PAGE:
05-15-2008, 05:24 AM
88k words in 2 1/2 weeks. It's currently in editing and, for the record, the first draft was pretty decent. :)

Matera the Mad
05-15-2008, 05:43 AM
I recall doing a short one, 50,000+, in somewhat less than two months. It was the first I ever finished, big landmark. Fanfic :tongue

I whanged out one near twice that size in four. I was in obsession mode and polishing a bit as I went. I'm not really fast, I was unemployed.

KikiteNeko
05-15-2008, 06:59 PM
Wow, guys. I thought I was ambitious and being unrealistic to think I could write a 75K novel in three or four months, but that's seeming more and more possible now! Thanks!

sheadakota
05-15-2008, 07:38 PM
3 weeks- it was nano as well- but it has taken me 2 years to edit and polish it- I am currently waiting to hear from an agency on it. They have the full.

inthecards
05-15-2008, 07:40 PM
First draft 100 days, 197k words, rewrite time is much longer.

jennontheisland
05-15-2008, 07:50 PM
It's been just about 2 years and I'm still working on the first.

IN my own defence...it's the first, and I just starte writing. I had an opening scene and that was it. I only figured out the full plot about 5 months ago. Plus, I wrote a couple shorts in there while I was stuck on the plot. (Who knew, I actually need a plot for erootic romance; I can't just string together sex scenes)

The sequel should go much faster. I wrote the synopsis for it last night, and I'm gonna plow trhough the first draft in a month if I can.

James81
05-15-2008, 07:57 PM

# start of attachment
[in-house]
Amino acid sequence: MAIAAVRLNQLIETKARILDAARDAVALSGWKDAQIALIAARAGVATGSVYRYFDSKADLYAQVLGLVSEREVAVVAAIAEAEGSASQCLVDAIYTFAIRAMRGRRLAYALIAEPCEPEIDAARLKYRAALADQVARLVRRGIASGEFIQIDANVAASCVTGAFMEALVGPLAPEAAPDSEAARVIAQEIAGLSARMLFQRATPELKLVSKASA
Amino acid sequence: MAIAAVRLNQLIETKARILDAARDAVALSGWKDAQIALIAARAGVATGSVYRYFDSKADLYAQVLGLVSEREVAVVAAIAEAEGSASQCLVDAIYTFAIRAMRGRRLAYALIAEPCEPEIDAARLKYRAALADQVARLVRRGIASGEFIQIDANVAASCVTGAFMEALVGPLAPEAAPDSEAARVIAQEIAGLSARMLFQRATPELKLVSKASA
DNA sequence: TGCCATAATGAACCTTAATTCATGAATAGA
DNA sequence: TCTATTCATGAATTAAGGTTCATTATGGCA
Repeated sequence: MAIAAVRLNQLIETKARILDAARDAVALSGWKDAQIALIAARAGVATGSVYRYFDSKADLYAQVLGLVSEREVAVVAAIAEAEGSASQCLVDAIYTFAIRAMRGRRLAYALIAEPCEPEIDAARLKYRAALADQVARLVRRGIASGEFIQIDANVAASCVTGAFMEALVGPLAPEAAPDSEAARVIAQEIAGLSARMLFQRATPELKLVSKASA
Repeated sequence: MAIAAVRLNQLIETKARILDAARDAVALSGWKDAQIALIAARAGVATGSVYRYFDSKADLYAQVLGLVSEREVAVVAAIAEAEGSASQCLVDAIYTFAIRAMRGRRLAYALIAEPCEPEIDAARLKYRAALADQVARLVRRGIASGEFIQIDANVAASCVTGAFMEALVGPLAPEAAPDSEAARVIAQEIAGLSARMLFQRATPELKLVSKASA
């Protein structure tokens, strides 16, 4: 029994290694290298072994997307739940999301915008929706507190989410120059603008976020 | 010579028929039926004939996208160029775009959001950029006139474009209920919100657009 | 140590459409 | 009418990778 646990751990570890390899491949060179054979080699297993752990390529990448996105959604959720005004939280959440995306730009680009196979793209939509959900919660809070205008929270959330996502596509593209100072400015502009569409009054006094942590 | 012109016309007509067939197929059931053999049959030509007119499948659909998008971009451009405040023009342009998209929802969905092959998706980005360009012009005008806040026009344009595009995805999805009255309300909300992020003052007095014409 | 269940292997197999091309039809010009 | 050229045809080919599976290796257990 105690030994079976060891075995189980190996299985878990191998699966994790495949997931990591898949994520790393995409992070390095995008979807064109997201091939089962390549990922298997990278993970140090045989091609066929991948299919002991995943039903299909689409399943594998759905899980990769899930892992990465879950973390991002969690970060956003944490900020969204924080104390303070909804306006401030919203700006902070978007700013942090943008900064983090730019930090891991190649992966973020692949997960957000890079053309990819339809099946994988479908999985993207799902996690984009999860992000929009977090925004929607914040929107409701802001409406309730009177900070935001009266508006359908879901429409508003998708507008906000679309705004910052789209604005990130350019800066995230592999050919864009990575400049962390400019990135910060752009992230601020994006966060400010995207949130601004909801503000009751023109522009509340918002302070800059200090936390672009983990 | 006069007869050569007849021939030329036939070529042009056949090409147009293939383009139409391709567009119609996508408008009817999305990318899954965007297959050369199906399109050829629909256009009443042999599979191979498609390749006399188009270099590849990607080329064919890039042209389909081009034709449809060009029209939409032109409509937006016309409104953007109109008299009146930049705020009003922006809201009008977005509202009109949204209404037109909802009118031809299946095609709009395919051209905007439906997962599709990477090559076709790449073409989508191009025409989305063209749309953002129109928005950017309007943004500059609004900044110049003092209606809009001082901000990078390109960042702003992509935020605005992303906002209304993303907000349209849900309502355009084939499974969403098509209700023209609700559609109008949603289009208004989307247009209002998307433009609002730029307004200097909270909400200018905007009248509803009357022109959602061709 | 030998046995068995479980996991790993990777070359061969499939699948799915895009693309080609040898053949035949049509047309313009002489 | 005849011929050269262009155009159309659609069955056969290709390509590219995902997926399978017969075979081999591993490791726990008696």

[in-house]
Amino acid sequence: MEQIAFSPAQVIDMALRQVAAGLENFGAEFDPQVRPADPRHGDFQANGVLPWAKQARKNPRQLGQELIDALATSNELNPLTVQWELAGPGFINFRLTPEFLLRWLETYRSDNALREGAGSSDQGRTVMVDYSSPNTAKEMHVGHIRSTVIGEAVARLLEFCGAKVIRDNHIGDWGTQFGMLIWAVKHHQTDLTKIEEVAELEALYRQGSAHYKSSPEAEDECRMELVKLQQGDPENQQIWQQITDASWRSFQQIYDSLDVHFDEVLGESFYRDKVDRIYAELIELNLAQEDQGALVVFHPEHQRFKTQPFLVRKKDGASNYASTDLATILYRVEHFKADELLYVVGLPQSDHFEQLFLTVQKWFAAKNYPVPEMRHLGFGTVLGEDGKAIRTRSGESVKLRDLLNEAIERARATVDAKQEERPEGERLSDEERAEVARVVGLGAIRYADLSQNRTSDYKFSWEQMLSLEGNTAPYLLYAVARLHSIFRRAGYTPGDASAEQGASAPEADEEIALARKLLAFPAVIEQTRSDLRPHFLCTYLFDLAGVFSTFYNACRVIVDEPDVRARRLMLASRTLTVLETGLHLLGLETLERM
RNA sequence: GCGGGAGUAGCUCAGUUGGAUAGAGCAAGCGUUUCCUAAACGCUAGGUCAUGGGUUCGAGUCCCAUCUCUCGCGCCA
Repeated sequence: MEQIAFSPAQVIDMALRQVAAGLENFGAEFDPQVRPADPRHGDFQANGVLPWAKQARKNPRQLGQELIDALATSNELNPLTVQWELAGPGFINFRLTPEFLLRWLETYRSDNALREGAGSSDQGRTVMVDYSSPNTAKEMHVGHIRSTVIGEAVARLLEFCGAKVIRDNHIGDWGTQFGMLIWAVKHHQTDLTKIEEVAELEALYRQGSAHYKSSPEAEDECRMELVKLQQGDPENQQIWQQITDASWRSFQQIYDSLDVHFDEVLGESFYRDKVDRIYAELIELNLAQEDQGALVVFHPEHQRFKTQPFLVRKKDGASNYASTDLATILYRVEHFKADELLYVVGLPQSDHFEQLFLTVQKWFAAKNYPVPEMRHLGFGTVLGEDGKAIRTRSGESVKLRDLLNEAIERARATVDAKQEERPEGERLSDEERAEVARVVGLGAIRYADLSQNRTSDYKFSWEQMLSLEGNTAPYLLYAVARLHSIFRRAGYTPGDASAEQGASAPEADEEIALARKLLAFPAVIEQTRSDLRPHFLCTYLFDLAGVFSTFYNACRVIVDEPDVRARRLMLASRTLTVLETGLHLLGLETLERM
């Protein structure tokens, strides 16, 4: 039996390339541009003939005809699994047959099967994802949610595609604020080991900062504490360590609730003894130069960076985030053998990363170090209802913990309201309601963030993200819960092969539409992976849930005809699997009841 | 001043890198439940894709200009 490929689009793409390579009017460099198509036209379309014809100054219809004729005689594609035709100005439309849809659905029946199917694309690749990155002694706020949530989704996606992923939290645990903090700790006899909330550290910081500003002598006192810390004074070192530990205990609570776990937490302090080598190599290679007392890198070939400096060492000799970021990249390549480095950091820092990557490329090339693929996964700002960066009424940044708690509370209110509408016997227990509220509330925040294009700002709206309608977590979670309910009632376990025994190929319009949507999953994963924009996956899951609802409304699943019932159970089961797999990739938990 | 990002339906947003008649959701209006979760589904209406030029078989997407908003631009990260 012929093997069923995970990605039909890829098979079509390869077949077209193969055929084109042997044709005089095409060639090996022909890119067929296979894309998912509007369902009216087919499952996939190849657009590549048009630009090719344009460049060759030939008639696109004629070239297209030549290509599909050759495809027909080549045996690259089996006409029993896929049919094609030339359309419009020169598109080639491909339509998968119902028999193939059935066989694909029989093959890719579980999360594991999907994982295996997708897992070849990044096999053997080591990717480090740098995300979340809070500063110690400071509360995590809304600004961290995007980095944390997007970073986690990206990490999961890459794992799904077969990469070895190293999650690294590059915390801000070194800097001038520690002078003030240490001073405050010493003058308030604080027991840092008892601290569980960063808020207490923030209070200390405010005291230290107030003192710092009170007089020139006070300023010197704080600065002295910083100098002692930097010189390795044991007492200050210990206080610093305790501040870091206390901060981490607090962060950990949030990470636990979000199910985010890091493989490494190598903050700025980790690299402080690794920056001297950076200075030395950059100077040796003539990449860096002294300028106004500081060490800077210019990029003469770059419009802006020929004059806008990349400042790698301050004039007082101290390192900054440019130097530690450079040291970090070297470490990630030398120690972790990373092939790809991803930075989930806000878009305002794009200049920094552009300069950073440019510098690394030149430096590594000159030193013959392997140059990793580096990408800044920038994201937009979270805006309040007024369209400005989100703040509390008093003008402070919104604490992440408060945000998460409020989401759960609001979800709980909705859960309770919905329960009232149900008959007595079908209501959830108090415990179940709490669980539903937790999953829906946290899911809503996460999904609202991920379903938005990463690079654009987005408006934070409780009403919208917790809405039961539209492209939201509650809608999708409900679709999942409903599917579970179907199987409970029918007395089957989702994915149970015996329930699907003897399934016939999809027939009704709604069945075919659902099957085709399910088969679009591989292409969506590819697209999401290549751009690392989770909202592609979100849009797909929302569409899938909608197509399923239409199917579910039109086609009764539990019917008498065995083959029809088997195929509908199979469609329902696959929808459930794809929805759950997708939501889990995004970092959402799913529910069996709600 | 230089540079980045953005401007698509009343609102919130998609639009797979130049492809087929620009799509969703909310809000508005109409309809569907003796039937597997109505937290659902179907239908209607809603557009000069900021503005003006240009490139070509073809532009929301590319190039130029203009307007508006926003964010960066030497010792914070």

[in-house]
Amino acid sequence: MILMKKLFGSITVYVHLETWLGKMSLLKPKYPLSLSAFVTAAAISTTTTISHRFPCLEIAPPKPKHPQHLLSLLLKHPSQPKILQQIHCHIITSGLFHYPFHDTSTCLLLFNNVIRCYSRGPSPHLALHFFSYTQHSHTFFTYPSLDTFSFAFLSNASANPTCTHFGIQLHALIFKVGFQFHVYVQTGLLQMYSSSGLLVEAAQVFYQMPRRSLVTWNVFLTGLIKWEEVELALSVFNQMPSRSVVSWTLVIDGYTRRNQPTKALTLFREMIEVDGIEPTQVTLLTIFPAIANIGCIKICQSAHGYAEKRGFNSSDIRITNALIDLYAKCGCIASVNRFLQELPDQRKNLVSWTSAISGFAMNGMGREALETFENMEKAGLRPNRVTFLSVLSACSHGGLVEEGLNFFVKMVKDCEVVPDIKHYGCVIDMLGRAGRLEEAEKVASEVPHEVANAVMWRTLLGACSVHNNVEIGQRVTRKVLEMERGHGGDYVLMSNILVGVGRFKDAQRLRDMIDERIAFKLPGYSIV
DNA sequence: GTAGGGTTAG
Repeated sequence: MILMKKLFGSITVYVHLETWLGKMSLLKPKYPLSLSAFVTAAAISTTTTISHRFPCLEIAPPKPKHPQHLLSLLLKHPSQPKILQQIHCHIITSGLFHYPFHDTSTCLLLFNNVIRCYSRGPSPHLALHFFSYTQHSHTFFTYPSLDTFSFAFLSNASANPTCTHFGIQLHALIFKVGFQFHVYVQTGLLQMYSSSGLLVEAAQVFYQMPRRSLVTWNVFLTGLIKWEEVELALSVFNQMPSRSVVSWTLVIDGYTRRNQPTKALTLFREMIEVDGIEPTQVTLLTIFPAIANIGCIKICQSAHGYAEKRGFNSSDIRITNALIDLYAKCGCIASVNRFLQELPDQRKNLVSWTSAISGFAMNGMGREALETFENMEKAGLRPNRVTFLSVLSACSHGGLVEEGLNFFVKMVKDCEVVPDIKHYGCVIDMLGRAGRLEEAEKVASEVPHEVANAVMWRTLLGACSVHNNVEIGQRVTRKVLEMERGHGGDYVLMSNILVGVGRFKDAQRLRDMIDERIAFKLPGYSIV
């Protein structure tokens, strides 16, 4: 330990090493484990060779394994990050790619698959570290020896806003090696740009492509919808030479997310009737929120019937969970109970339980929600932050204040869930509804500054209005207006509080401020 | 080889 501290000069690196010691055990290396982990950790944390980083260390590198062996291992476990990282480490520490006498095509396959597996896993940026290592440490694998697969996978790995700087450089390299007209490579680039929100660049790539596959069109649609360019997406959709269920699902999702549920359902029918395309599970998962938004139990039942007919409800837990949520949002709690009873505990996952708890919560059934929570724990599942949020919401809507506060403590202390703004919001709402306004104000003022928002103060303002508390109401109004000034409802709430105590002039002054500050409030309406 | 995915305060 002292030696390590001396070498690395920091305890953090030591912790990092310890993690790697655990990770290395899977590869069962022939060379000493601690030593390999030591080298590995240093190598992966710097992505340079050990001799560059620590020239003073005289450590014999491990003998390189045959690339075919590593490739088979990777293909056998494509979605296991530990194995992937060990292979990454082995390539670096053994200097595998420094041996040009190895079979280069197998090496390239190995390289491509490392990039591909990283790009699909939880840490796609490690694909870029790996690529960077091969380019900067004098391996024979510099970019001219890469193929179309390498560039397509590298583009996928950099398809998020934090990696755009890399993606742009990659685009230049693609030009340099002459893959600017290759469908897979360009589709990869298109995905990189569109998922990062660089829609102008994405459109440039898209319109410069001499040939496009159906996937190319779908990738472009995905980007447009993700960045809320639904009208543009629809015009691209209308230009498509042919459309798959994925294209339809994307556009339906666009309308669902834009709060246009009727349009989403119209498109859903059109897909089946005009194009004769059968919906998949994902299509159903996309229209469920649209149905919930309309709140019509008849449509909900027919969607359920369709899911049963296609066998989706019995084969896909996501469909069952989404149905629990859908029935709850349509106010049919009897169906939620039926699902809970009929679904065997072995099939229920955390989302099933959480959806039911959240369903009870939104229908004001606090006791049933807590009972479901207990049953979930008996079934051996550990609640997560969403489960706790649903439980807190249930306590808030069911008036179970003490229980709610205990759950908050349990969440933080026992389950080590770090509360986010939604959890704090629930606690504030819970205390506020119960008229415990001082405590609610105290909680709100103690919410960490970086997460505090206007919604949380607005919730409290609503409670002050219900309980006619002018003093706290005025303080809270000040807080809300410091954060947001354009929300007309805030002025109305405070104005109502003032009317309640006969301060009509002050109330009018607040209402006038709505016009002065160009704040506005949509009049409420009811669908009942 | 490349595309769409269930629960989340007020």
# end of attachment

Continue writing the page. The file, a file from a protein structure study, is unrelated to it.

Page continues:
So far, it's the only one I've finished.

First draft took me 41 days to write 62,000 words.

Barber
05-15-2008, 08:26 PM
Shortest first draft: seven weeks, 98k words.

I haven't done any serious edits yet, because it's a sequel to another novel. The first has gone through multiple rewrites since both were written, so if any ever comes of it, the sequel will need quite the re-working.

I'm in almost the same boat. I needed to write the sequel to make sure the first book coincided perfectly. I wrote book 2 in about a month with 110,000 words... of course, when I go to the editing stage, I hated myself, LOL.

For the first book, I've spent 6 months writing and revising with necessary breaks.

Storm Dream
05-15-2008, 09:00 PM
About a month and a half, first draft. 108k words. Took another month to do some edits and insert a couple of scenes I thought it needed.

I'm fast when I really get going. I have no idea whether or not it's any good, though.

Shadow_Ferret
05-15-2008, 09:54 PM
2 years. 68,000 words.

1 year revising to 80,000 words.

seun
05-15-2008, 09:55 PM
I wrote a short novel (45,000 words) late last year. If I remember rightly, it took me about three months including the rewrite. My books average out around 90,000 words and that's for a first draft in four to five months.

Soccer Mom
05-16-2008, 12:43 AM
The shortest: six weeks, 93K

The longest: eighteen months, 178K ( of utter garbage)

I write better when I write faster.

Bubastes
05-16-2008, 12:55 AM
51K word mainstream novella, 30 days (for NaNoWriMo). It was completely unsalvageable and so bad that I shredded it to put it out of its misery. Good practice, though. :D

L M Ashton
05-16-2008, 06:20 AM
Wow, guys. I thought I was ambitious and being unrealistic to think I could write a 75K novel in three or four months, but that's seeming more and more possible now! Thanks!
Yeah, I hear you. I used to be really happy with 3 or 4 pages a day. Then I heard about people writing 100-200 pages a week, realized that it was actually possible, and started increasing my daily/weekly/monthly word counts until I got to the point that I can write a novel in 2 1/2 weeks. Sometimes, it's just knowing what's actually possible with others that can make a difference in the limitations we set ourselves.